BEWARE OF FLYING CARP   Leave a comment



Boating public on the upper mid-western rivers and some lakes are finding a new navigational danger, flying carp.

The Asian Silver Carp and Bighead Carp have become prolific in the Midwest will take to the air in response to noise such as that produced by outboard engines. They have experienced collisions with boaters, water skiers, anglers and operators of personal watercraft.  The accidents have resulted in damage to property and injuries to humans.

Carp often land in boats causing a mess with the excessive slime and blood from the fish getting all over the operator, his boat and equipment. The fish hemorrhage heavily when they strike solid objects.  Other damage occurs to windscreens.

The invaders escaped from fish farms in the south during the flood of 1993. They entered the Mississippi River that year and since then have moved upstream in virtually all of the rivers that drain into it.

They invade other lakes and ponds when anglers catching their own bait net some of the infant carp and transfer them. They look similar.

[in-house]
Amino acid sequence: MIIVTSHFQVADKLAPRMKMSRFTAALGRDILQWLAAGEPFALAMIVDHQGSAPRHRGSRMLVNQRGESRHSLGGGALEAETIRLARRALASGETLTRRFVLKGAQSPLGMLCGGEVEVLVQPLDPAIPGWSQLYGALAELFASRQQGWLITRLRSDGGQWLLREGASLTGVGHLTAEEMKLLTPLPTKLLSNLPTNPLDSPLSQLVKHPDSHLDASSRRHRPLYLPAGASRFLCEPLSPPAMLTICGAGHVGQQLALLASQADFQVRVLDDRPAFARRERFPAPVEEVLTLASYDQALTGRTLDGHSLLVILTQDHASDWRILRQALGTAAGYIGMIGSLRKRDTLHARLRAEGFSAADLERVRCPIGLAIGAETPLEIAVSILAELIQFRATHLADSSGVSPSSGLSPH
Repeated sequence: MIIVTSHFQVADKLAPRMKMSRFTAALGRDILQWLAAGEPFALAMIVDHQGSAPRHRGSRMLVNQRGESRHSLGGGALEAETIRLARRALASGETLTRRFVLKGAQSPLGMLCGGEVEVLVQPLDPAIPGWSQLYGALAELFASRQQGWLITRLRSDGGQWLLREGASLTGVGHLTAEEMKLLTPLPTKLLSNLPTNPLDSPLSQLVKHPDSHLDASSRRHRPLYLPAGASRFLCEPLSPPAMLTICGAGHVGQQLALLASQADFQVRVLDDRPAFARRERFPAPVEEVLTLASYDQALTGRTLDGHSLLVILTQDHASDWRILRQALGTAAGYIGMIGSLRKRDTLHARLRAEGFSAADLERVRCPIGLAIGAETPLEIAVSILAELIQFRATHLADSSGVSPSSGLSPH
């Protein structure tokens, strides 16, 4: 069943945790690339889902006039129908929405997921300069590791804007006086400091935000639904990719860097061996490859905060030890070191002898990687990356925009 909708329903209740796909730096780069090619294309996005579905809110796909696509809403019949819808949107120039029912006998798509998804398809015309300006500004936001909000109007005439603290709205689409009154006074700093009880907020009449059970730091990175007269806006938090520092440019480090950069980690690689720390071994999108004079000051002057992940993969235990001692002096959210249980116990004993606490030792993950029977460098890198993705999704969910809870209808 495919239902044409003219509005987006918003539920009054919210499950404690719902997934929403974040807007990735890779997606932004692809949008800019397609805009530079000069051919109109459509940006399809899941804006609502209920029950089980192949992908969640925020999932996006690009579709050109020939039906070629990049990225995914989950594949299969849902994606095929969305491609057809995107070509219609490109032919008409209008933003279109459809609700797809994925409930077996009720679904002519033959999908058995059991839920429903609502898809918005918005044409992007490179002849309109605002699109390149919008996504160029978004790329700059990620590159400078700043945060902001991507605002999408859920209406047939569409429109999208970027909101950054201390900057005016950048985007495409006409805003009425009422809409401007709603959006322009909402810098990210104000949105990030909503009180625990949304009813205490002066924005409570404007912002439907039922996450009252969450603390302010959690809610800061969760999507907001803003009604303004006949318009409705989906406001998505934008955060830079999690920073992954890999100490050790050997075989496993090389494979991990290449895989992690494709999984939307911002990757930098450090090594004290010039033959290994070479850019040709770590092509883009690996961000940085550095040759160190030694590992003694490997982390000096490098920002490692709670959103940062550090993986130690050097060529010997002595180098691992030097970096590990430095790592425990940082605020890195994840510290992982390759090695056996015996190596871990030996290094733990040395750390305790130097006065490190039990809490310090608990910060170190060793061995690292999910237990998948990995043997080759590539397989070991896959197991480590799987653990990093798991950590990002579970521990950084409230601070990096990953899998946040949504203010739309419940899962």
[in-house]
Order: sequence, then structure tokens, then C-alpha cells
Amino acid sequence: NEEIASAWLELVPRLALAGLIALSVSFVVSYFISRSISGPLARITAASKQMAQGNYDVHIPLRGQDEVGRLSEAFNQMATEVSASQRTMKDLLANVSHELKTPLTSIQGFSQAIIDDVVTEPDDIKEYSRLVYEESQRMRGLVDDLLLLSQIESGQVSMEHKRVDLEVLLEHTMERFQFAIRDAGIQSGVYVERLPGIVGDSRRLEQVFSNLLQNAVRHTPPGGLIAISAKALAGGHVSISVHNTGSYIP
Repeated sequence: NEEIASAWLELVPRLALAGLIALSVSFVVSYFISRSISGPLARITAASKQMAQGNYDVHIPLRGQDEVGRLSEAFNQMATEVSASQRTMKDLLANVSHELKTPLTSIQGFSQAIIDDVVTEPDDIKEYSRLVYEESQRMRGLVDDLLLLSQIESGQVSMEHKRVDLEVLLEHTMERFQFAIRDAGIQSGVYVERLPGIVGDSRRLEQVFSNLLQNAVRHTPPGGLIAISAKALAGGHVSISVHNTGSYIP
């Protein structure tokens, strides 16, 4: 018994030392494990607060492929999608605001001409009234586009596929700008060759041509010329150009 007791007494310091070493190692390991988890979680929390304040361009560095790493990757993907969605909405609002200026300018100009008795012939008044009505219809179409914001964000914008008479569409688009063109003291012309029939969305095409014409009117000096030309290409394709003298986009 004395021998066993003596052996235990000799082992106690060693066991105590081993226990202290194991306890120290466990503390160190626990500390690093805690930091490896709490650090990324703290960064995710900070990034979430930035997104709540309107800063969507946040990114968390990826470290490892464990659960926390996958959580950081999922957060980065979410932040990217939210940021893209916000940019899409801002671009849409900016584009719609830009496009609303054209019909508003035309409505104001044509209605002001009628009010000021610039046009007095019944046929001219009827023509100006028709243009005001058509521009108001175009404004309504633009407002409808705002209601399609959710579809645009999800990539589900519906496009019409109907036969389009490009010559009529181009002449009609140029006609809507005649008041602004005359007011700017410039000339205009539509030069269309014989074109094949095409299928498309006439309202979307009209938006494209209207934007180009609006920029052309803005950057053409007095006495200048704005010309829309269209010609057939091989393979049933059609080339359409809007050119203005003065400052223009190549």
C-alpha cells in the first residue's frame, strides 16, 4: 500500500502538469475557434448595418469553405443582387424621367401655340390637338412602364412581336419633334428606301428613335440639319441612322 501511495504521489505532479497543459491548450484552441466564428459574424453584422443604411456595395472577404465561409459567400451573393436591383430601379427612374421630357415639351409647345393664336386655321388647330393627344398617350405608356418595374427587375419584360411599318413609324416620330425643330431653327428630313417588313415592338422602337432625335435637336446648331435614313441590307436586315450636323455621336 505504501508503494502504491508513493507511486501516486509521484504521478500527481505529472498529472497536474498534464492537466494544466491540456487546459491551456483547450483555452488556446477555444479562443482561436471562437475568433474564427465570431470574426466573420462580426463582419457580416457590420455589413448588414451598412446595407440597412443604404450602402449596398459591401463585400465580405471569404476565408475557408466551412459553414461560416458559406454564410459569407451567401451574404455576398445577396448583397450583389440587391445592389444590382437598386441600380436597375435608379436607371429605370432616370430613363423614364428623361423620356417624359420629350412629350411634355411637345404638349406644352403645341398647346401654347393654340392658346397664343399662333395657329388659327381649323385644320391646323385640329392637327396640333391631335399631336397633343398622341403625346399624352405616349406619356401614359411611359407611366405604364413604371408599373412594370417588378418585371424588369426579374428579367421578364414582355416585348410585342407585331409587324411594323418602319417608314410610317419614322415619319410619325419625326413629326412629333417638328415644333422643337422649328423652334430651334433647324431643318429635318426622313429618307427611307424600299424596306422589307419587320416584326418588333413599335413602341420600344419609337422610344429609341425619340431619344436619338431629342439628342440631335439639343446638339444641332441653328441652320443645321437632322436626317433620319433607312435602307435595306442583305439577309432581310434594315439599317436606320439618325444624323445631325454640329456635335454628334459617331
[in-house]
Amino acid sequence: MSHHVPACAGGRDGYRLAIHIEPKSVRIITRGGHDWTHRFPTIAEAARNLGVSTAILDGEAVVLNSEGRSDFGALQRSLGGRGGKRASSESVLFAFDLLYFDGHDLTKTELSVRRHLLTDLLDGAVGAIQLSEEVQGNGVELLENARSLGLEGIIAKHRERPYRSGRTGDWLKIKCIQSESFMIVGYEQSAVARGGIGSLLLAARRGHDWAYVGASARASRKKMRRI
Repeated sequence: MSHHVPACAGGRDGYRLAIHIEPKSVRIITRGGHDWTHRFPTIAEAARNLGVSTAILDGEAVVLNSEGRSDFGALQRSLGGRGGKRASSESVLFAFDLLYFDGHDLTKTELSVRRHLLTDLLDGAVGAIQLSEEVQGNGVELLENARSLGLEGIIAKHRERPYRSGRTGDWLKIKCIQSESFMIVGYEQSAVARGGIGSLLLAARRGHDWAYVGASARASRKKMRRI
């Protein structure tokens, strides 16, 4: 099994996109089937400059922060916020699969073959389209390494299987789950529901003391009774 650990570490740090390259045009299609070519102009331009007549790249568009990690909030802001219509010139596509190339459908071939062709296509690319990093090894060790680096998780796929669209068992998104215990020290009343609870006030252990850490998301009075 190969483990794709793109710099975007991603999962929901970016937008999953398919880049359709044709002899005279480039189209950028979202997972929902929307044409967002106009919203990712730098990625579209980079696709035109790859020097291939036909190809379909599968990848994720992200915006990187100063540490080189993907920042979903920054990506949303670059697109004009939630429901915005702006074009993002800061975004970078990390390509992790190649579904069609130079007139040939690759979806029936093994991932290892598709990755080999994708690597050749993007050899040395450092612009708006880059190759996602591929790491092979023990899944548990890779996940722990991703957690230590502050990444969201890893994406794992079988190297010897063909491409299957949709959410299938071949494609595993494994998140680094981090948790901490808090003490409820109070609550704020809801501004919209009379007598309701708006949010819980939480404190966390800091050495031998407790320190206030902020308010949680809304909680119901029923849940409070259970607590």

Bighead and silver carp are two of the four Asian carp species to invade our waters. The other two are the black carp and grass carp.  They should not be confused with the common carp, sometimes called Asian carp.

The bighead and silvers prey only on the smaller plankton, competing directly with game fish larvae. They strain their diet of plankton from the water using highly efficient long thin gill-rakers.  Being very efficient eaters, they could soon deprive the game fish of their food source.

These carp grow faster than any predators and as such have no natural enemy.

The grass carp were introduced to clean weed growth from ponds and as a food fish. Grass carp can clean out a body of water depriving game fish of a place to hide or spawn.

The black carp is an eater of mollusks and snails. As such he presents a danger to shell fish populations in rivers.  It is believed that all of them in this country are sterile but no one knows for sure.

Biologists are working with commercial fishermen in an attempt to encourage heavy catching of the fish as a way of maintaining population control. The effort centers on making it a food fish.  Anglers only catch them by snagging the fish.  The fish eat only items much smaller than a lure or bait.

We probably will never be able to eliminate the fish completely. The concentration now is on how to manage them.



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